Budget airlines – currently encountering turbulence
Employees in the budget airline industry have suffered a bumpy ride in recent weeks after Monarch’s recent collapse left nearly 2,000 staff redundant, while Ryanair staff are publicly voicing complaints about opaque employment structures and unsatisfactory working conditions. In tackling cost pressures within the industry, what has been the impact on employees and how does their treatment affect the employer’s reputation and brand?
Monarch Airlines goes into administration
Following the AirBerlin and Alitalia insolvencies this summer, Monarch Airlines has become the most recent budget airline to collapse. On 2 October, 1,858 of the 2,100 staff employed by Monarch were immediately made redundant after the company went into administration. It is also reported that the administrators, KPMG, instructed some staff to call a premium-rate phone line to hear news of their redundancy, but have since promised to reimburse the costs of these calls.
The Unite union has now launched legal proceedings on behalf of the Monarch staff for the failure to comply with collective redundancy consultancy requirements, under which the administrators should have started consultation about the proposed redundancies at least 45 days before the redundancies were announced. These claims could result in compensation of up to 90 days’ pay for each employee, and a bill for the tax-payer running into millions.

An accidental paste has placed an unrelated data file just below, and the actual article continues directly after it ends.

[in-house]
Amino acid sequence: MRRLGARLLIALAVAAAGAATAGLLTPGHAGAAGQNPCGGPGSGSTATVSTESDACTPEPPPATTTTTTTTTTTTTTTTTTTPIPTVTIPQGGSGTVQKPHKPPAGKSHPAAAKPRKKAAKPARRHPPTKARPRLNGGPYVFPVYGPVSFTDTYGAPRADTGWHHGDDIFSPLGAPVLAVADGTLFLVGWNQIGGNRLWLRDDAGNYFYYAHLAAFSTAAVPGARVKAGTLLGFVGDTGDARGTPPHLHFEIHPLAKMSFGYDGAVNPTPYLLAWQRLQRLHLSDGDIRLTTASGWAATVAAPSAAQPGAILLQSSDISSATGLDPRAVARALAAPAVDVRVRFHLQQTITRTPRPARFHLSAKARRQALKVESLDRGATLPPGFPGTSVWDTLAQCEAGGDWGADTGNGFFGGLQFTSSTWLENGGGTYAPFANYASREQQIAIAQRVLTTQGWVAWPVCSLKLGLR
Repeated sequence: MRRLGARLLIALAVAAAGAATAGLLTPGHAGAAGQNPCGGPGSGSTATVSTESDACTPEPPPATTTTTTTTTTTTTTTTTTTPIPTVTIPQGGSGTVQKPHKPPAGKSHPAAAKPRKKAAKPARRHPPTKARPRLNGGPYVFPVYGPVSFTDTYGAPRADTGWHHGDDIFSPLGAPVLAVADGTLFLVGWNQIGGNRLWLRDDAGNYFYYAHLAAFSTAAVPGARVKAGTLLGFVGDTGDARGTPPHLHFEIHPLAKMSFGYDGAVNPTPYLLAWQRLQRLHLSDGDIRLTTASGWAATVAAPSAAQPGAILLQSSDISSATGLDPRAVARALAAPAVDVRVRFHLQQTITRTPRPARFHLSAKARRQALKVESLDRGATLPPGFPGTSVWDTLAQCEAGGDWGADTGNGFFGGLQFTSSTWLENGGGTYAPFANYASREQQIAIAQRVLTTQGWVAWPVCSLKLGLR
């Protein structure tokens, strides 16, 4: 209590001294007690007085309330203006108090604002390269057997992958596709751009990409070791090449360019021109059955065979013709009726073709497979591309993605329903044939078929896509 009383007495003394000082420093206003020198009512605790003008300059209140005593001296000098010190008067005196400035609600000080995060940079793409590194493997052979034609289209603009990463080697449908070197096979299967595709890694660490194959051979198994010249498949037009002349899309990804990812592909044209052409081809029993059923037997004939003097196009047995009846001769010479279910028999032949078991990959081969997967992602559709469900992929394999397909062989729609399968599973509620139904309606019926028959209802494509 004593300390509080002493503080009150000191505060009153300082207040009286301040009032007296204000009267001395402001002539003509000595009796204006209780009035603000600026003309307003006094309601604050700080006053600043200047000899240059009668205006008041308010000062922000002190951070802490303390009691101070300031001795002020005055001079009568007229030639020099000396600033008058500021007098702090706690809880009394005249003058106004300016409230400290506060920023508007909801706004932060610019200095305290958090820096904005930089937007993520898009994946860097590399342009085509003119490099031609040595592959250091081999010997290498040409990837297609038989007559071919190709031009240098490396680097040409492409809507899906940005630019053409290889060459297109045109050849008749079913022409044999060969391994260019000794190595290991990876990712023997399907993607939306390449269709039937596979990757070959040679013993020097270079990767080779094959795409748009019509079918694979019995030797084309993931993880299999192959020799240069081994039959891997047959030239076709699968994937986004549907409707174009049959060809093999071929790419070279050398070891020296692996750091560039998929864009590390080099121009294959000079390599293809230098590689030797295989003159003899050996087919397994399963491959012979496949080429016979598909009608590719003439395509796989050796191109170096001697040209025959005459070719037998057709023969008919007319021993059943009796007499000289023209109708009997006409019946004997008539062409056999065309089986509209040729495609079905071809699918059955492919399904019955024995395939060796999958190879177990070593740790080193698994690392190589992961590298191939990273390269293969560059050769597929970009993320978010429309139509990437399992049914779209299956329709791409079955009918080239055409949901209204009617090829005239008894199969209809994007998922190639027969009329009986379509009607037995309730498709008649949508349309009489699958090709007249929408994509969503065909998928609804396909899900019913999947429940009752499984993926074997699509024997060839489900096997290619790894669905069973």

Crises at Ryanair
Meanwhile at Ryanair pilots have demanded improved pay and employment terms under direct employment contracts with the company, and are reported to have formed an unofficial trade union to support their campaign. This dispute continues alongside the recent “mess-up” in how Ryanair rosters time off for its pilots, resulting in the company cancelling thousands of flights up until March 2018. The pilots rejected the company’s recent offer of bonus payments to forfeit their holidays and instead renewed their demands for full employment contracts. Interesting times lie ahead as the disputes between Ryanair and its pilots look set to escalate.
There have also been reports this week of lengthy HMRC investigations into the sophisticated indirect employment structures which Ryanair currently imposes upon its pilots, and which have landed them in substantial liabilities for underpaid tax. On joining Ryanair, pilots are required to set up a limited company in Ireland under the supervision of the company’s accountants. Pilots become directors of the newly formed company which supplies the pilots to agencies, who then supply them to Ryanair.
Food for thought
There are lessons for all employers to learn from these situations, ranging from how redundancy processes are managed, through the legal risks around complex and potentially bogus self-employment relationships, to the practical challenges in balancing holiday leave entitlements and arrangements against business needs.